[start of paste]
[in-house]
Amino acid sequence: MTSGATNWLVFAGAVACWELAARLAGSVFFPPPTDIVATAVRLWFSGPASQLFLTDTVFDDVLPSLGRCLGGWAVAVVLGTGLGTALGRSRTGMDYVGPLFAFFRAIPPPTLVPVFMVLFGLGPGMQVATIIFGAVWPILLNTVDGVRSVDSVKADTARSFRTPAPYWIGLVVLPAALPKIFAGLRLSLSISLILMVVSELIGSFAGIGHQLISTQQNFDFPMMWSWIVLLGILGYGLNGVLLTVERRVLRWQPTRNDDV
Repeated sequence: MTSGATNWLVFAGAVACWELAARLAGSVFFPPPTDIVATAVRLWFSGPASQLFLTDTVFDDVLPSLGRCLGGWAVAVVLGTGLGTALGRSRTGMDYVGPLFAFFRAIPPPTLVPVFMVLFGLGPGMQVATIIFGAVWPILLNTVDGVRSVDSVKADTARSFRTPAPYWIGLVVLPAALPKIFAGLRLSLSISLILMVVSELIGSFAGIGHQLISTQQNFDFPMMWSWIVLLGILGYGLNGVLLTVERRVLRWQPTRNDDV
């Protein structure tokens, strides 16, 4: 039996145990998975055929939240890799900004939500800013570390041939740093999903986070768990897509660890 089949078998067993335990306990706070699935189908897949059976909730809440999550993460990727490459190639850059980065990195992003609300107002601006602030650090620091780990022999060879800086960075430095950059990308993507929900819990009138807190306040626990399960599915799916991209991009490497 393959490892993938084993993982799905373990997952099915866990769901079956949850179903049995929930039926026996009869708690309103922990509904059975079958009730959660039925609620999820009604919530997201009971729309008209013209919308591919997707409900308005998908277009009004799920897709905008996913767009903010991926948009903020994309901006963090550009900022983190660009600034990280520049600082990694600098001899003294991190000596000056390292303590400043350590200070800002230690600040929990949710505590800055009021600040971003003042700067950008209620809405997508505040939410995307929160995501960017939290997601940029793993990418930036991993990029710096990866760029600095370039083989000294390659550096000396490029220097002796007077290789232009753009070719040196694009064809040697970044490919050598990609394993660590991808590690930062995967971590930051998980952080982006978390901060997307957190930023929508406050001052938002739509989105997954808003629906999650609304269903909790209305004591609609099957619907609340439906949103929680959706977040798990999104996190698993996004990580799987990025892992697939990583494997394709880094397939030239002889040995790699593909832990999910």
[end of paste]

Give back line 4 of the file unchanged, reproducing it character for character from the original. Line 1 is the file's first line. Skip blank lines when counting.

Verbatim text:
């Protein structure tokens, strides 16, 4: 039996145990998975055929939240890799900004939500800013570390041939740093999903986070768990897509660890 089949078998067993335990306990706070699935189908897949059976909730809440999550993460990727490459190639850059980065990195992003609300107002601006602030650090620091780990022999060879800086960075430095950059990308993507929900819990009138807190306040626990399960599915799916991209991009490497 393959490892993938084993993982799905373990997952099915866990769901079956949850179903049995929930039926026996009869708690309103922990509904059975079958009730959660039925609620999820009604919530997201009971729309008209013209919308591919997707409900308005998908277009009004799920897709905008996913767009903010991926948009903020994309901006963090550009900022983190660009600034990280520049600082990694600098001899003294991190000596000056390292303590400043350590200070800002230690600040929990949710505590800055009021600040971003003042700067950008209620809405997508505040939410995307929160995501960017939290997601940029793993990418930036991993990029710096990866760029600095370039083989000294390659550096000396490029220097002796007077290789232009753009070719040196694009064809040697970044490919050598990609394993660590991808590690930062995967971590930051998980952080982006978390901060997307957190930023929508406050001052938002739509989105997954808003629906999650609304269903909790209305004591609609099957619907609340439906949103929680959706977040798990999104996190698993996004990580799987990025892992697939990583494997394709880094397939030239002889040995790699593909832990999910």